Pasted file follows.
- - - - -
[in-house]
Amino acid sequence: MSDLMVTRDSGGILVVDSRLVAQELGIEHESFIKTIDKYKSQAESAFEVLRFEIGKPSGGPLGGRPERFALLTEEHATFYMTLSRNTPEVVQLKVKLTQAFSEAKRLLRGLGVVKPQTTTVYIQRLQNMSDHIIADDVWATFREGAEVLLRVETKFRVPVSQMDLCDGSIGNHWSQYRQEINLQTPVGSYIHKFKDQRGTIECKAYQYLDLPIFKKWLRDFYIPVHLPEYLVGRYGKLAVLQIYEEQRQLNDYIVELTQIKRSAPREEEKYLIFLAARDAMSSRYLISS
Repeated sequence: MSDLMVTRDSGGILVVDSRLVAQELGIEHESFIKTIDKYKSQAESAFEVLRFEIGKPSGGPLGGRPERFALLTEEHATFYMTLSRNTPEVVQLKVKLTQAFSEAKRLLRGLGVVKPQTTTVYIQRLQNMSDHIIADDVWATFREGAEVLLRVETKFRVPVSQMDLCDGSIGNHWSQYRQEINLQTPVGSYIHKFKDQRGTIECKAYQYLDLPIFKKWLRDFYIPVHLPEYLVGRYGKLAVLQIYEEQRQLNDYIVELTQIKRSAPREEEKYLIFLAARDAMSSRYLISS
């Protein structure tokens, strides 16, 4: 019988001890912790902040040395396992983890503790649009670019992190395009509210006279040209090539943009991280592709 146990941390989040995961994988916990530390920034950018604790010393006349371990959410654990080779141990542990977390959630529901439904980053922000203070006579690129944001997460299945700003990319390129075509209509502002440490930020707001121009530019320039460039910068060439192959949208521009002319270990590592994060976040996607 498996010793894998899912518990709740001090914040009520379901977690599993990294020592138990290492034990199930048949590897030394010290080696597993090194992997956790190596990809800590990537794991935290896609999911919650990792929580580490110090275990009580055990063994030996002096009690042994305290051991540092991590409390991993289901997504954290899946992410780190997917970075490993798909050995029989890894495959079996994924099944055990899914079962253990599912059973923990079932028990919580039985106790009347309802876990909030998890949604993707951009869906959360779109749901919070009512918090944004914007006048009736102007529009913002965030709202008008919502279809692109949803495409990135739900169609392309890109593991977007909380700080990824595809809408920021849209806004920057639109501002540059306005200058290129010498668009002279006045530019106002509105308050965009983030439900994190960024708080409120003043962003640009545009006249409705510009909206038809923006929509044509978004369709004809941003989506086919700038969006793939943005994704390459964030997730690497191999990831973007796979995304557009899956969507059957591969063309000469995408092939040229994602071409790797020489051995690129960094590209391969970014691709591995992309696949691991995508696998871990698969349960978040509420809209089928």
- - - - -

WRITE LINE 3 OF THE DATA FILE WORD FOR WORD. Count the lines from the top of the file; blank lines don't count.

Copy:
Repeated sequence: MSDLMVTRDSGGILVVDSRLVAQELGIEHESFIKTIDKYKSQAESAFEVLRFEIGKPSGGPLGGRPERFALLTEEHATFYMTLSRNTPEVVQLKVKLTQAFSEAKRLLRGLGVVKPQTTTVYIQRLQNMSDHIIADDVWATFREGAEVLLRVETKFRVPVSQMDLCDGSIGNHWSQYRQEINLQTPVGSYIHKFKDQRGTIECKAYQYLDLPIFKKWLRDFYIPVHLPEYLVGRYGKLAVLQIYEEQRQLNDYIVELTQIKRSAPREEEKYLIFLAARDAMSSRYLISS